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Make or Break: Penguins with the most on the line this training camp and season

It could be now or never for the the following players to step up

Pittsburgh Penguins v Colorado Avalanche Photo by Ashley Potts/NHLI via Getty Images

As the oldest team in the NHL, the majority of players in the Pittsburgh Penguins training camp can be found in a fairly comfortable spot when things officially pick up in less than two weeks with the start of training camp. Be it through contractual terms, salary, or expected place on the team, it’s easy to fire off the names of 17 or 18 players who will be on the expected opening 22-player roster for the Pens.

But like every year, there situations for individuals that hang in the balance. Years of developing or slow growth comes to a head with a fork in the road. It might not be the end of a career, but it sure could indicate a change of scenery is coming if things don’t work out.

These are some of those cases for the Pens this year

Sam Poulin

Poulin missed most of last season while tending to off-ice mental health issues that he felt was important enough to step away from hockey. There’s no judgment to be made on that front, but for the purposes of a hockey blog Poulin now returns to start a new season focused and seemingly in a good spot, which is what matters for reasons professional and personal.

It’s past time for him to make a move professionally though to live up to his first round pedigree. Poulin enters his draft+5 season having only played three career NHL games. That means he’s falling behind, Poulin (drafted 21st overall in 2019) is in a climate where all of the top-27 draft picks in 2019 have played more NHL games than he has. To use a famous saying of the late, great Yogi Berra, “it starts to get late pretty early” when it comes to NHL prospects seeing those prospects dim.

Poulin also now in the final year of his entry level contract, under a management regime who didn’t draft him and carries no pressure or risk of criticism if he doesn’t pan out. It’s no skin off Kyle Dubas’ back if the Pens let Poulin go.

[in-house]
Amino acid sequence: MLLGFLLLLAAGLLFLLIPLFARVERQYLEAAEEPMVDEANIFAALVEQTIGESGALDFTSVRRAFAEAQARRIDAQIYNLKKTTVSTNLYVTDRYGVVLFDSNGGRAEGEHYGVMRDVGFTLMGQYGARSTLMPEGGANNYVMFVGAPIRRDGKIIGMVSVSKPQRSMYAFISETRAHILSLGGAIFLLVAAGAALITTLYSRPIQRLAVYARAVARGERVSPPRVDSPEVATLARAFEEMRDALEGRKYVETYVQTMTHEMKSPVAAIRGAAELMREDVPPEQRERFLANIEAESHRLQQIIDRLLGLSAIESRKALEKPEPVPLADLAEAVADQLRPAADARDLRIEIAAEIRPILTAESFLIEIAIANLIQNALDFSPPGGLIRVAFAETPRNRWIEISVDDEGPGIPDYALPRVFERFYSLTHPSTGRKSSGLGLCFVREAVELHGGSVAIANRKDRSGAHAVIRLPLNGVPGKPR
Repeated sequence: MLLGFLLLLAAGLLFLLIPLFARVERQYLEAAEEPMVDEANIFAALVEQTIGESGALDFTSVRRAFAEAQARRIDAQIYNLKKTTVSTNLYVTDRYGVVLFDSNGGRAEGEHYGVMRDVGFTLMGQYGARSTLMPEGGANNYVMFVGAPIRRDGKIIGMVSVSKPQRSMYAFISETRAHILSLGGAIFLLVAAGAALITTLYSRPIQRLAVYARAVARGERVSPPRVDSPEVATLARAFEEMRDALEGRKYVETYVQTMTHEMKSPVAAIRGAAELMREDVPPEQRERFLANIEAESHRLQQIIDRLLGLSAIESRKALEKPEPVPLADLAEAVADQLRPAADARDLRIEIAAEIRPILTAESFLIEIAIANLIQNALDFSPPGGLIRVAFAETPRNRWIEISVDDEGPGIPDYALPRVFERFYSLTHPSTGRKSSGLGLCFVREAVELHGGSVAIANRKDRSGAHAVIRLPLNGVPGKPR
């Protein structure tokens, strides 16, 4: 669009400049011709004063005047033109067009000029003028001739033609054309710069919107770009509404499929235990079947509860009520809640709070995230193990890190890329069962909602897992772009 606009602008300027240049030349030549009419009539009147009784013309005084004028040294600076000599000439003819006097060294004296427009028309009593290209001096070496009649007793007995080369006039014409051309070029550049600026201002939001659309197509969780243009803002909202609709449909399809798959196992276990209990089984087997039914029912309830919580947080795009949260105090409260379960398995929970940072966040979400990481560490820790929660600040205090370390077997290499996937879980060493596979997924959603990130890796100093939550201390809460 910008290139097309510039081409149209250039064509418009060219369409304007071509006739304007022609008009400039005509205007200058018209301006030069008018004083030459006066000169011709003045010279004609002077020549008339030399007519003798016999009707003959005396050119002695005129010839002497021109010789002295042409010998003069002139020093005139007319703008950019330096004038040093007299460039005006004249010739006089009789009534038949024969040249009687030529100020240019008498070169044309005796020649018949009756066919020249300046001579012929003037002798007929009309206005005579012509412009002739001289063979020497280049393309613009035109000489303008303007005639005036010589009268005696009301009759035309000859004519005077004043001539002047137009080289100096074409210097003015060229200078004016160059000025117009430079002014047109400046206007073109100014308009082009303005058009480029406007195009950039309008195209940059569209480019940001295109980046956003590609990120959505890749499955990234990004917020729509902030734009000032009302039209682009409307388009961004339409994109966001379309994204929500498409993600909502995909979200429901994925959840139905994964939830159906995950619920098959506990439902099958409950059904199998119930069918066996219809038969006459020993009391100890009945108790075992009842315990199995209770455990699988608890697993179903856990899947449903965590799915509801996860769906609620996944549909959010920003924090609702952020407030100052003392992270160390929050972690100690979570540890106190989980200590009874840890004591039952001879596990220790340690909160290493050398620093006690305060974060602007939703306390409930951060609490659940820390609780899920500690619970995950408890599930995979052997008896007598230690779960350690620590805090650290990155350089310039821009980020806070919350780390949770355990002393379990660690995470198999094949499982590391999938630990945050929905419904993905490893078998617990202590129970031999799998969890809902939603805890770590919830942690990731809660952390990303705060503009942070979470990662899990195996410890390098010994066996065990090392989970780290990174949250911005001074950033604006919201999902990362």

Poulin is still eligible to be sent to the AHL without waivers, and it would be a surprise if he wasn’t sometime in the next month. This isn’t a September “make or break” for him, but at some point this season if he is to stay in the Pittsburgh organization for much longer he’s going to have to turn some heads and make something happen.

Ty Smith

Through no fault of his own, Ty Smith has seen his hockey development go in reverse. The 2018-first round pick made it as an NHL regular with the New Jersey Devils at age-20 for the 2020-21 season, without playing a game in the minors. Smith had a decent rookie season, followed up by a shakier sophomore NHL campaign in 2021-22. The Devils traded him to Pittsburgh in the summer of 2022, and then Smith found himself pushed for his first taste of the AHL at age-22.

Unconventional path, and probably not the best or smoothest start for a career, but such is life sometimes.

Now at age-23, the future looks cloudy at best for Smith. Could he win a training camp battle and get the opportunity to be an NHL regular again? Sure. Could Smith lose that battle against P.O. Joseph, the player who held that role last season, and become an extra? Certainly. Could a veteran like Chad Ruhwedel or Mark Pysyk show the coaches they belong in that spot more, leading to a trade or waiving of Smith? Can’t be ruled out.